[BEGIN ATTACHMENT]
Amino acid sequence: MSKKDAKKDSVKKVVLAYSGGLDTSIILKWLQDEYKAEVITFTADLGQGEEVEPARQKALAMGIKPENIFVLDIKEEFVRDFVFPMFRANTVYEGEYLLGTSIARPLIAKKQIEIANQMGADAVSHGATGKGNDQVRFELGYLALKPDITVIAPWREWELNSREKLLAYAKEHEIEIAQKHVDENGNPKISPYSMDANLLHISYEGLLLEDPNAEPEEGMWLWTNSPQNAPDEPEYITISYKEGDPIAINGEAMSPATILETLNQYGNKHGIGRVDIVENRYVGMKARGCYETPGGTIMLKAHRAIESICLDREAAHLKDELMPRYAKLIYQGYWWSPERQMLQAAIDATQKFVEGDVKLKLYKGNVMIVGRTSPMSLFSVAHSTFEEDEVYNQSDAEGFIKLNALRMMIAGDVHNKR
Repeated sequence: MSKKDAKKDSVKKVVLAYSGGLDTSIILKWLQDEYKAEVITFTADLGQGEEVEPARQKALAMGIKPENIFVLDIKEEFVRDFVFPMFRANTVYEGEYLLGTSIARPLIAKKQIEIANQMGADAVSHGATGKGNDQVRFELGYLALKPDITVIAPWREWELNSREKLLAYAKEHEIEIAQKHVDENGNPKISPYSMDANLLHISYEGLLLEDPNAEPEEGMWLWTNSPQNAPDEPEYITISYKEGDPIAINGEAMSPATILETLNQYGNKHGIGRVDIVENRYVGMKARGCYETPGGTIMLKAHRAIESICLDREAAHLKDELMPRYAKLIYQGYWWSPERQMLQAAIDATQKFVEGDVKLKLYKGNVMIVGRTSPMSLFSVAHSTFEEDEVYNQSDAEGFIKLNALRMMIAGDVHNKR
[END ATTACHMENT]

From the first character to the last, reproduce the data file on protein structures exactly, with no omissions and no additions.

Amino acid sequence: MSKKDAKKDSVKKVVLAYSGGLDTSIILKWLQDEYKAEVITFTADLGQGEEVEPARQKALAMGIKPENIFVLDIKEEFVRDFVFPMFRANTVYEGEYLLGTSIARPLIAKKQIEIANQMGADAVSHGATGKGNDQVRFELGYLALKPDITVIAPWREWELNSREKLLAYAKEHEIEIAQKHVDENGNPKISPYSMDANLLHISYEGLLLEDPNAEPEEGMWLWTNSPQNAPDEPEYITISYKEGDPIAINGEAMSPATILETLNQYGNKHGIGRVDIVENRYVGMKARGCYETPGGTIMLKAHRAIESICLDREAAHLKDELMPRYAKLIYQGYWWSPERQMLQAAIDATQKFVEGDVKLKLYKGNVMIVGRTSPMSLFSVAHSTFEEDEVYNQSDAEGFIKLNALRMMIAGDVHNKR
Repeated sequence: MSKKDAKKDSVKKVVLAYSGGLDTSIILKWLQDEYKAEVITFTADLGQGEEVEPARQKALAMGIKPENIFVLDIKEEFVRDFVFPMFRANTVYEGEYLLGTSIARPLIAKKQIEIANQMGADAVSHGATGKGNDQVRFELGYLALKPDITVIAPWREWELNSREKLLAYAKEHEIEIAQKHVDENGNPKISPYSMDANLLHISYEGLLLEDPNAEPEEGMWLWTNSPQNAPDEPEYITISYKEGDPIAINGEAMSPATILETLNQYGNKHGIGRVDIVENRYVGMKARGCYETPGGTIMLKAHRAIESICLDREAAHLKDELMPRYAKLIYQGYWWSPERQMLQAAIDATQKFVEGDVKLKLYKGNVMIVGRTSPMSLFSVAHSTFEEDEVYNQSDAEGFIKLNALRMMIAGDVHNKR